Mass-transit was the keyword of the day at a recent progress meeting for the county's Comprehensive Transportation Plan.
Concerned citizens and county and city officials crowded into The Center for Community Preservation and Planning Thursday evening for a public information meeting on the CTP, which once completed will be a guide to the county, Atlanta Regional Commission and the Georgia Department of Transportation, in future transportation projects.
When the CTP was first undertaken nearly a year ago, gasoline was only $3 a gallon and public transportation for many in the county remained a desirable, though distant, possibility.
But now as gas in Covington approaches the once-unthinkable $4 mark (and shows all signs of continuing well past it), what was once a distant possibility now looms as an absolute necessity in the minds of many Newton County residents.
Though the CTP plan includes recommendations for a public transit program, road improvements received the bulk of the plan's attention.
The CTP includes recommendations for modifications to 17 previously identified road improvement projects and recommendations for seven newly identified road projects.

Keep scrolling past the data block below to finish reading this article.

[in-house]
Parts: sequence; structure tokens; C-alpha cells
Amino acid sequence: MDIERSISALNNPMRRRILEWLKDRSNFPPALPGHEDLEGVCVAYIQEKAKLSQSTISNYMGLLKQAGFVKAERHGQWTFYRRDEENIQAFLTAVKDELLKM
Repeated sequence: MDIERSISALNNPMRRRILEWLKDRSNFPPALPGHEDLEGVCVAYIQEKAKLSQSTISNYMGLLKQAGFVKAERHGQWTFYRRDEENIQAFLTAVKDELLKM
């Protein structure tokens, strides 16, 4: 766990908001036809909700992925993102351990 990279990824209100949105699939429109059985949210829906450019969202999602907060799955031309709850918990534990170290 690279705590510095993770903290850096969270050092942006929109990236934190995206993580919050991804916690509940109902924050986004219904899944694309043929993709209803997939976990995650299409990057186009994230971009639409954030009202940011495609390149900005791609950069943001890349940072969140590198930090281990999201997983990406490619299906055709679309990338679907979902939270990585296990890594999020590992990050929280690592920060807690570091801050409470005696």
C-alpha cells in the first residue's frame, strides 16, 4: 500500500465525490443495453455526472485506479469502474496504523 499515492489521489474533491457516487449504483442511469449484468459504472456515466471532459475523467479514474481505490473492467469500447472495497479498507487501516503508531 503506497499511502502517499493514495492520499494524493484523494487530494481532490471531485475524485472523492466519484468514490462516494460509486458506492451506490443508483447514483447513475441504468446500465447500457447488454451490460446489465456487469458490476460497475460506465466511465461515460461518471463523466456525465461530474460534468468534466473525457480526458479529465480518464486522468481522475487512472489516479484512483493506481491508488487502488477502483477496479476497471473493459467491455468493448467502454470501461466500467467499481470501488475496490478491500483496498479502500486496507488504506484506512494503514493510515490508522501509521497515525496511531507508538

Public transportation recommendations include the implementation of an express bus service between Covington and Atlanta, the expansion of the existing GDOT Park and Ride lot on U.S. Highway 278 and participation in a federally-subsidized rural transit program.
URS Corporation, the company writing the CTP, also recommends the county conduct another separate study to focus exclusively on public transportation possibilities for the county.
Jim Brown, senior transportation project manager for URS, said commuter bus lines would be a good first step for Newton County before the county considers commuter rail.
Brown recommended the Board of Commissioners apply for available federal funding for a rural bus transit program.
A white paper on the program and how it could be implemented in the county was presented to the BOC nearly a year ago.
"We feel the first step is moving ahead with the commuter bus and getting that started," Brown said, a recommendation that was seconded by County Engineer Kevin Walter.
Kay Lee, who works for The Center on community initiatives, recommended audience members contact their local delegation to the state General Assembly and tell them of their interest in bringing mass transit to Newton County.
Lee said she spoke with Newton County's state senator, John Douglas, last year and was told he was not advocating for mass transit currently because he was not under the impression it was something the county residents wanted.
"The most a local community can do is voice their opinion," Lee said, adding "absolutely commuter rail is the answer to the future. No doubt about it."
Final recommendations of the CTP will be presented to the BOC for final approval later this month.
For more infomation about the Newton County Comprehensive Transportation Plan, call the Center for Community Planning and Preservation at (770) 788-0484.